‘tis the season for Christmas parties and Nakatomi’s is set to be a cracker, hosted as it is by Act React in the return season of the company’s site-specific Die Hard: The Movie, The Play. The Brisbane Powerhouse’s Turbine Platform has been transformed into the Nakatomi Plaza of the 1988 action film favourite’s Los Angeles location. Its levels add opportunities to fully experience its explosive unfolding as Nakatomi company’s employees (in this case audience members) gather to celebrate at their annual Christmas party until fanatical terrorists hijack the celebrations.
At the criminal helm is meticulous mastermind renegade German extremist Hans Gruber, played well by James Tinniswood. He not only carries himself with a suave arrogance appropriate to the antagonist’s over-exaggeration, but his smooth-talking showcases a parody of Alan Rickman’s signature vocal cadences.
In keeping with tradition of the Brisbane-based company’s other low-fi film-to-stage pop-culture-inspired performances, the biggest role, however, is left to an audience member. On opening night, white singlet-clad, bare-footed New York cop John McClane did a marvellous job dealing with the chaos when all he wanted to do is patch things up with his semi-estranged high-powered corporate wife Holly (Natalie Bochenski). With only the dad from TV sitcom Family Matters (Simon Chugg) as backup, he threw himself into the role … and down and through elevator and ventilation shafts. Wisecracking one liners and improv are all part of the performance.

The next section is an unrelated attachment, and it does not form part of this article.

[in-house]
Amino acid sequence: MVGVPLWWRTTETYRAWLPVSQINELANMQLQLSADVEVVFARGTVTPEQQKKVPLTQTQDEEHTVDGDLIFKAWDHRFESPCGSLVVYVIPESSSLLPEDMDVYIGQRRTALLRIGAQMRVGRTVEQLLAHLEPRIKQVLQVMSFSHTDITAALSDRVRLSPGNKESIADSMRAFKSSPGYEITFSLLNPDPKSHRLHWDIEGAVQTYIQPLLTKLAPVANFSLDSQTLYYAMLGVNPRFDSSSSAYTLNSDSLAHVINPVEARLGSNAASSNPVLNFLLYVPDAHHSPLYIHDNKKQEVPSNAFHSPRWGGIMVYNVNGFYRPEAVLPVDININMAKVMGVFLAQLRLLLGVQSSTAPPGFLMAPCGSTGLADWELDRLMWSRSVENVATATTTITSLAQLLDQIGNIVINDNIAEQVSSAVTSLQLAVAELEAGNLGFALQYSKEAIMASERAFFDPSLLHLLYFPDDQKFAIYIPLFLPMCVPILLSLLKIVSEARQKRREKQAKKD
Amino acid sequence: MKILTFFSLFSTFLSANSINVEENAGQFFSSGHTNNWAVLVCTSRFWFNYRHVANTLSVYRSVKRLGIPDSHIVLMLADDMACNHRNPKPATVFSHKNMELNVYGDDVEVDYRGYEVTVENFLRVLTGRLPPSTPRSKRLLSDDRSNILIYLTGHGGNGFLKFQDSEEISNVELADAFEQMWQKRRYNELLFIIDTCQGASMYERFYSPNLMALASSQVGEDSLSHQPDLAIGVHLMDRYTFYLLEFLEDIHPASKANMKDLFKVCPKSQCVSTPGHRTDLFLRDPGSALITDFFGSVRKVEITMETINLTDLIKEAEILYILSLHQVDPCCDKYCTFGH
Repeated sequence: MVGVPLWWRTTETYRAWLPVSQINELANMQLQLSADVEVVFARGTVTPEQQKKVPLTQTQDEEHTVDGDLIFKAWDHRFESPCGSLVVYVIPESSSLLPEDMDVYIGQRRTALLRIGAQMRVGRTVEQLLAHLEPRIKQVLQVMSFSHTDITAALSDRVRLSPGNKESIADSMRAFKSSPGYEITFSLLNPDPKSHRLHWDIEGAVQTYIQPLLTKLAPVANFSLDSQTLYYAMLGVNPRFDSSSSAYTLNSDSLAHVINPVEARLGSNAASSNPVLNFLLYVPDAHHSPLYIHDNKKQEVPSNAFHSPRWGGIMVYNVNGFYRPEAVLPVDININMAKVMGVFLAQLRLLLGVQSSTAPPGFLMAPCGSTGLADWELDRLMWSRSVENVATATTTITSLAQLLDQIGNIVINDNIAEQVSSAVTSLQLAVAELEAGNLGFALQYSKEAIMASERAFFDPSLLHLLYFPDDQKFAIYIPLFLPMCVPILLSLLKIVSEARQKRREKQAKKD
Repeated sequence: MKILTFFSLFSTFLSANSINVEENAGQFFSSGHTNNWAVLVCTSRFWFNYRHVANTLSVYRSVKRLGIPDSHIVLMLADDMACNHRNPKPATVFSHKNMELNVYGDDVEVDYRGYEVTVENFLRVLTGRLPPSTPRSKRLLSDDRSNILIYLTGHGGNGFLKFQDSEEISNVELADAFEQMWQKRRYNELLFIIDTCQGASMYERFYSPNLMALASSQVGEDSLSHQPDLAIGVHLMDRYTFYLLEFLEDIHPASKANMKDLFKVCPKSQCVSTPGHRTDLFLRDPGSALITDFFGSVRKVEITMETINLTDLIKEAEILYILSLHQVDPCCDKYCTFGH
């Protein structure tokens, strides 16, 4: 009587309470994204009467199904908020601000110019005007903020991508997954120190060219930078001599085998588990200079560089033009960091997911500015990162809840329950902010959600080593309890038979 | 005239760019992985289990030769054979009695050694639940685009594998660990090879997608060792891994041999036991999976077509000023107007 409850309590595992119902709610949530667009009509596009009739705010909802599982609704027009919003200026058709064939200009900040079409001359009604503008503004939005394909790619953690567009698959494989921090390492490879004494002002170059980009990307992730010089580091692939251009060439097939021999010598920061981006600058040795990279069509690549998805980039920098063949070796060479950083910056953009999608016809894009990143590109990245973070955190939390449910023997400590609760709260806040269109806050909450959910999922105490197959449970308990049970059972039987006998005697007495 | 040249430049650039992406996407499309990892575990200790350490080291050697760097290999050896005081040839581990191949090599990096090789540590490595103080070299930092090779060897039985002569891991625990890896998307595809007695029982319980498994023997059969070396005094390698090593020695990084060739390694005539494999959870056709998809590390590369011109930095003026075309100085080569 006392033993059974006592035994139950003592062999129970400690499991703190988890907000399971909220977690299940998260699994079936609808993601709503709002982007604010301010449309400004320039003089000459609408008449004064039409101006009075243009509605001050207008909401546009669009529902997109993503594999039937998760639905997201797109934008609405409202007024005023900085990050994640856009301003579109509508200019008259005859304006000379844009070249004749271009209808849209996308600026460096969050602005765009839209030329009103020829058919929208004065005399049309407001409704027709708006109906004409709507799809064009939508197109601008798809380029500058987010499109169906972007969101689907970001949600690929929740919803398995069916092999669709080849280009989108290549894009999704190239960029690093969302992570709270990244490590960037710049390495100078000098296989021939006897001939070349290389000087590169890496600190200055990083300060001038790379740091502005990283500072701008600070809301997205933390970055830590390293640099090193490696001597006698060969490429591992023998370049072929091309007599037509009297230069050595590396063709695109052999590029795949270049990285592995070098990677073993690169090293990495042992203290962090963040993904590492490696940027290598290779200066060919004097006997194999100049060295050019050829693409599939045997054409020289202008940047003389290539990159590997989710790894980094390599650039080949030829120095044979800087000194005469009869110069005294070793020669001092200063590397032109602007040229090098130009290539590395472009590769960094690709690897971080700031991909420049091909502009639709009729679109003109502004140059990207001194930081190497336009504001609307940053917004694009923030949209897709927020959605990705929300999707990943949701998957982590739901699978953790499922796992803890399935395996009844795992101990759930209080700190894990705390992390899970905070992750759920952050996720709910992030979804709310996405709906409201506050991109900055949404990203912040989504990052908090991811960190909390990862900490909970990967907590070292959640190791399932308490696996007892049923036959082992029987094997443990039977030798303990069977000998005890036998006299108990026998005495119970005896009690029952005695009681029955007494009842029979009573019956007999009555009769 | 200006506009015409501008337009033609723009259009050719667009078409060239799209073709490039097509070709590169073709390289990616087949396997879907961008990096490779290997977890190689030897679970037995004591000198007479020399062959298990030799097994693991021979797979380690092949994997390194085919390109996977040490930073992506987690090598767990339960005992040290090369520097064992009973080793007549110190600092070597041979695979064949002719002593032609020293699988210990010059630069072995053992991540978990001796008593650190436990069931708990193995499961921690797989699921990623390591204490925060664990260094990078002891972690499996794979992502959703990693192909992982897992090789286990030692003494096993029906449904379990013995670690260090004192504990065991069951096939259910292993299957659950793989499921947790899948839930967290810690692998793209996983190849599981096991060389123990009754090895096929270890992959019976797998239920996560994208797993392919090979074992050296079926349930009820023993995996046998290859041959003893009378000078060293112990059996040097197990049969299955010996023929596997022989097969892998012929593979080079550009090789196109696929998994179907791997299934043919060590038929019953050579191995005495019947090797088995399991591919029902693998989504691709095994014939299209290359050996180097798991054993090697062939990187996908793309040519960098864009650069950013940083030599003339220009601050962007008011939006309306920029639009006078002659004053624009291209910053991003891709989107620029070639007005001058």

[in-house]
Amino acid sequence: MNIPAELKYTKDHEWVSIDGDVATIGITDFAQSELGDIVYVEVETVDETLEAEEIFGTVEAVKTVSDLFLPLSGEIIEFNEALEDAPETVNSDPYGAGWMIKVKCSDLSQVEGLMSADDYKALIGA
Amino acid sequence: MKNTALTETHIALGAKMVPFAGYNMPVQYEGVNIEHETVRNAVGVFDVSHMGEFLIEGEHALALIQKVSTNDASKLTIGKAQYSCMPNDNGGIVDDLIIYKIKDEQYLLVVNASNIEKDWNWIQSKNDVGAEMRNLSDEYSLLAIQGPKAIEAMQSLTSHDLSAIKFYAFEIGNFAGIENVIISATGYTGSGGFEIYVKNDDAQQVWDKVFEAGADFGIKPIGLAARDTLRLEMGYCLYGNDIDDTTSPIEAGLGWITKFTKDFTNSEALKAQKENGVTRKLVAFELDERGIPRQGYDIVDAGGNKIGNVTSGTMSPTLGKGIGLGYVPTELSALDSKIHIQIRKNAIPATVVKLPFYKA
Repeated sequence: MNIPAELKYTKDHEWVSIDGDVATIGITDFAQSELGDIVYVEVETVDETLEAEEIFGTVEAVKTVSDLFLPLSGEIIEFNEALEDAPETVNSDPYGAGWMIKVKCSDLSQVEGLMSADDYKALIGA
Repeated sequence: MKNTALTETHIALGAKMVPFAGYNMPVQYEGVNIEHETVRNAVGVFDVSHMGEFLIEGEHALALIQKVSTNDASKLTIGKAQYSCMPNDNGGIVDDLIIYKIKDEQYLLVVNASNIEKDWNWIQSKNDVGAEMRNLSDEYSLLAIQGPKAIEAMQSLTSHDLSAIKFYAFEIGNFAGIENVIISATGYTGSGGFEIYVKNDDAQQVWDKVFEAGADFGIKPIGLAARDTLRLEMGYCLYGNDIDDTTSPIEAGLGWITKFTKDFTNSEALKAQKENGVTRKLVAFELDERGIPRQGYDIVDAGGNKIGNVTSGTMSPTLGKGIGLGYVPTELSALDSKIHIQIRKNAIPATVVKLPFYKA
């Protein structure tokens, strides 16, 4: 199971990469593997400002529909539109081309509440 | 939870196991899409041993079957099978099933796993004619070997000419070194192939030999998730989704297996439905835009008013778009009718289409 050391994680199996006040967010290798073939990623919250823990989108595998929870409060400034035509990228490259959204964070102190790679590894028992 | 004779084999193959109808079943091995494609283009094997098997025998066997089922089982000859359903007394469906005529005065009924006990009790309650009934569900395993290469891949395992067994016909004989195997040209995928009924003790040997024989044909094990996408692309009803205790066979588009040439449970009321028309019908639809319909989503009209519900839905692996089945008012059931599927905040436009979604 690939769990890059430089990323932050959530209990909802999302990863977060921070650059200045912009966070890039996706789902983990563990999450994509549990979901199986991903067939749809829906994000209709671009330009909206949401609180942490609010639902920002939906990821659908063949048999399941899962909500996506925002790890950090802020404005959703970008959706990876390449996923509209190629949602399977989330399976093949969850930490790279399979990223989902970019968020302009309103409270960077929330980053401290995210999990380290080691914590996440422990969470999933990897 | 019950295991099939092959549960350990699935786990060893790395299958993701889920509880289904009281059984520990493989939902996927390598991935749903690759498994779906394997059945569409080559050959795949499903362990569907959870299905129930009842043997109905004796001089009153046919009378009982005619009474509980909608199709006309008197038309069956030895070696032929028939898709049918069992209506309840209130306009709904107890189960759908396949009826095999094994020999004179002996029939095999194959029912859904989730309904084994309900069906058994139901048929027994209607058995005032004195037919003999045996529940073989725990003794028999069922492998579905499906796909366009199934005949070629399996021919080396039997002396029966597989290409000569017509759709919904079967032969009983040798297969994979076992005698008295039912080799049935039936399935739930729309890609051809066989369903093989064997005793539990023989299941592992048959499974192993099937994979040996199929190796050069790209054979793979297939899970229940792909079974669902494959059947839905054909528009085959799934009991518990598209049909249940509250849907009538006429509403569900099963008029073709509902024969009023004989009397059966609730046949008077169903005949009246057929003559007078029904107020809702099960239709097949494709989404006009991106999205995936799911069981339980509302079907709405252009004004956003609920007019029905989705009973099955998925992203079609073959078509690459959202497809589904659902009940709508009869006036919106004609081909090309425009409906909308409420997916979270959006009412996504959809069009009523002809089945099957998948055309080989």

Experience of Die Hard: The Movie, The Play is about little moments as well as parody. The interactive show cleverly operates on many levels, including through pop culture nods to the bodies of work of the film’s cast of actors. Trademark Act React low-fi special effects and inventive low budget props help bring the Christmas classic to stage ensuring all key plot elements appear and provide much of its comedy. This is primarily through the antics of 3DS (Ellen Hardisty) in motion capture green skin tight suit, especially in her flirtatious distractions with certain audience members.
Die Hard: The Movie, The Play is mindless entertainment of the most enjoyable sort … light-hearted escapism that you don’t have to think about too much to enjoy. Much of the show’s charm comes from it never taking itself too seriously.
Die Hard: The Movie, The Play is showing at Brisbane Powerhouse until 23rd December, 2021.
For more of Meredith Walker’s theatre reviews, check out Blue Curtains Brisbane.